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Interview with Sabine Smentek (State Secretary for Information- and Communication Technology)

Sabine Smentek is responsible for digitalising public authorities. Transparency and security all at the same time and the lack of IT-experts are not the only obstacles she and her team are faced with. However, there is a lot of potential behind the idea of having a smart administration: Increased flexibility, improved cooperation, faster procedures, and a higher level of quality.  


  1. It is your responsibility to digitalise public authorities. By 2023 all files must be available electronically. What is going to change for the citizens?   

The administration and its processes will experience essential changes. Using electronic files combined with further digitalisation projects will contribute significantly to the electronically supported work within the administration. For the citizens this means that they will see more flexible, faster and transparent processes. 

  1. What exactly does this mean to the everyday work of administrations and their employees?

Using electronic files will change, simplify and modernise the day-by-day work of the employees. It starts with digitalising incoming mail, continues with digitalising the filing of documents and electronically managing tasks right up to initiating and processing digital processes of those involved. Beyond that, by combining all this with the use of state-of-the-art technology, there is a multitude of further opportunities as, for instance, being able to access information irrespective of where you are.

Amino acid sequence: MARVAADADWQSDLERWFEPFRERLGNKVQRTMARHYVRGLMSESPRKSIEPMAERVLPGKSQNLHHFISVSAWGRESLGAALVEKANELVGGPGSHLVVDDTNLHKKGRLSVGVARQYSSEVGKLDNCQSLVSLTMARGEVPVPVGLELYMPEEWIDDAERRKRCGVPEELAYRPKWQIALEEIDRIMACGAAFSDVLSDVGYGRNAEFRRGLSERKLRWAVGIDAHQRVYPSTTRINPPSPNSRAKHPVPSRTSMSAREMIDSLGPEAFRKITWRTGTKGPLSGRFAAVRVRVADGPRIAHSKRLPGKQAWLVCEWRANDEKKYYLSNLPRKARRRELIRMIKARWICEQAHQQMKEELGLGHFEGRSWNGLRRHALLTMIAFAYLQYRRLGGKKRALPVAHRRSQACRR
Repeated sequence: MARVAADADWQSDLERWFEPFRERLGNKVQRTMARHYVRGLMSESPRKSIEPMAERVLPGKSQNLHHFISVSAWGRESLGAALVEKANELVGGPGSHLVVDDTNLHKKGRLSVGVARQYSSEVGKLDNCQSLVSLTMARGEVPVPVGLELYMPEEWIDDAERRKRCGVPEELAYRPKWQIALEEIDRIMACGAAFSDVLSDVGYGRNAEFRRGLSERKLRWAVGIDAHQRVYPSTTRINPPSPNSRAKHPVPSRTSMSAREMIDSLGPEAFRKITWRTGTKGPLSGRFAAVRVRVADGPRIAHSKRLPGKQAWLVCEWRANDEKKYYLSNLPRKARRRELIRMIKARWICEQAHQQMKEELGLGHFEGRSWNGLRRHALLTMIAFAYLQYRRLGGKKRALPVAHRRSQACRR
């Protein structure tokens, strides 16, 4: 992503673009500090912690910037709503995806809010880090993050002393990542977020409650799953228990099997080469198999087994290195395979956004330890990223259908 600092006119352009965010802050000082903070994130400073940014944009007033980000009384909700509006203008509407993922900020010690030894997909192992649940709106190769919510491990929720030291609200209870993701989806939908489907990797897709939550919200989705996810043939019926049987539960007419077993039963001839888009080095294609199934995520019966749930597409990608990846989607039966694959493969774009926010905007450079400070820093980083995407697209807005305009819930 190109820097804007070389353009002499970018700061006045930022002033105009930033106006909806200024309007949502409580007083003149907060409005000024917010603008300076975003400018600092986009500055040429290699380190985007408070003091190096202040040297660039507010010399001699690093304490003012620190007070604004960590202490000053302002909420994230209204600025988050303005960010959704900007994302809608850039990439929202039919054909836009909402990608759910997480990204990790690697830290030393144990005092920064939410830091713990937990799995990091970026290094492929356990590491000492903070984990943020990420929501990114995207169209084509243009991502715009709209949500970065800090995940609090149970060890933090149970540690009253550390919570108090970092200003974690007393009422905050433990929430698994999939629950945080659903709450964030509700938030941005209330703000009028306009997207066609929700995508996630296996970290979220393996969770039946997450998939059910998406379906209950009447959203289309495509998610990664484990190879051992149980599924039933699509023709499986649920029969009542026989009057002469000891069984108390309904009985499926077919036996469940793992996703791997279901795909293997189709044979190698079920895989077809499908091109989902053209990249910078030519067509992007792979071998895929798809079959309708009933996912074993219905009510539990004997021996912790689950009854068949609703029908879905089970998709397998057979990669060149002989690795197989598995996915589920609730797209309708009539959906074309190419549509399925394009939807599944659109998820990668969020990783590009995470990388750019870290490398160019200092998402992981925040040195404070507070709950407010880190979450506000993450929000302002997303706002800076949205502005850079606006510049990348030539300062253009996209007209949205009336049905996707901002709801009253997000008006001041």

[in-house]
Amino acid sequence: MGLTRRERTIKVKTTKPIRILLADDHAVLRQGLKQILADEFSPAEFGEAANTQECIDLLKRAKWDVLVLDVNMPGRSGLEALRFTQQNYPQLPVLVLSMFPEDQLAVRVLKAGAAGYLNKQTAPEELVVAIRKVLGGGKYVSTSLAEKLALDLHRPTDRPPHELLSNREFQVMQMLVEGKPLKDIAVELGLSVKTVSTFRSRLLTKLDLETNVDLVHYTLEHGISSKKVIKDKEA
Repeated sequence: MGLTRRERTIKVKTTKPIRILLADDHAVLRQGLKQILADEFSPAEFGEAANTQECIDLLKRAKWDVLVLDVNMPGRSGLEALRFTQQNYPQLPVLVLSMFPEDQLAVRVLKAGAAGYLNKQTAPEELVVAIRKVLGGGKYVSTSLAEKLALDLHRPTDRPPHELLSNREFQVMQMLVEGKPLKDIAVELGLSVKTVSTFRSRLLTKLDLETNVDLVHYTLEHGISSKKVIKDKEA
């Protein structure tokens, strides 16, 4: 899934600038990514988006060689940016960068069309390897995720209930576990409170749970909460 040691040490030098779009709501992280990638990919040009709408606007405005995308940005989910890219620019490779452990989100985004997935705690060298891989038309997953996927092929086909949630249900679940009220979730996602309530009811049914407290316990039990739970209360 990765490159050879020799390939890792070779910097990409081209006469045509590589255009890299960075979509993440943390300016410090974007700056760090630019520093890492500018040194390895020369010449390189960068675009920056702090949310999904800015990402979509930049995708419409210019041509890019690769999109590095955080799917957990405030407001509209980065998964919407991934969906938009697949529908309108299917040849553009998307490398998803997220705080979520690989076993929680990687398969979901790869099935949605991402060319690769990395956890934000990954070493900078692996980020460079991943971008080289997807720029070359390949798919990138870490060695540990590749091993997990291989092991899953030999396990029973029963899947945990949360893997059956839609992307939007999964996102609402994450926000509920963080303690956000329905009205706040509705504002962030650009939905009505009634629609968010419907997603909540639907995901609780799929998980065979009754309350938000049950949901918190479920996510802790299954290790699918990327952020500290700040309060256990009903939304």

In doing this, we have to involve all employees in the changing processes right from the start and to actively let them have part in the manifold preparations. 

  1. What do you think are the largest obstacles to be overcome in digitalising the administrations?


Not only administration is looking for IT-experts. Almost every company is desperately looking for employees in this category. Relevant resources are needed to digitalise the multitude of performances, products, processes, and procedures in a complex administration landscape. We are, however, doing very well: We have started. But there is no doubt about the fact that there is a lot of potential still to be made use of. It is therefore utmost important that we continue to network in order to push the digitalisation of administrations forward in cooperation with other federal states. 

But there is another aspect that I need to address: The state of Berlin as public administration must be a pioneer in respect of the important key subjects of security and data protection. There is no area which we can leave out or turn a blind eye to. This is also the reason why one or two processes will take longer as it appears at a first glance.  


Who is involved in setting up Berlin’s smart administrations?  Digitalising and modernising administrations are not only core subjects in the Senate Administration of Internal Affairs and Sports. Other sections, too, play an important role: The Senate Administration for Economics, Energy and Public Enterprises, or the Senate Chancellery. We work together on a digitalisation strategy for Berlin, where all other departments will be involved in the process of development. 


In respect of this subject - what has to be a priority in your opinion? In our work we focus, of course, on administrative tasks for the citizens and the enterprises in our city. It was not without reason that the E-Government-Act Berlin quoted that a user-friendly application for citizens and enterprises must be one of the targets in digitalising Berlin administrations. By following this principle, we place high priority and great value in Berlin on primarily offering such administrative processes digitally that are often requested and are of a great benefit to people in our city.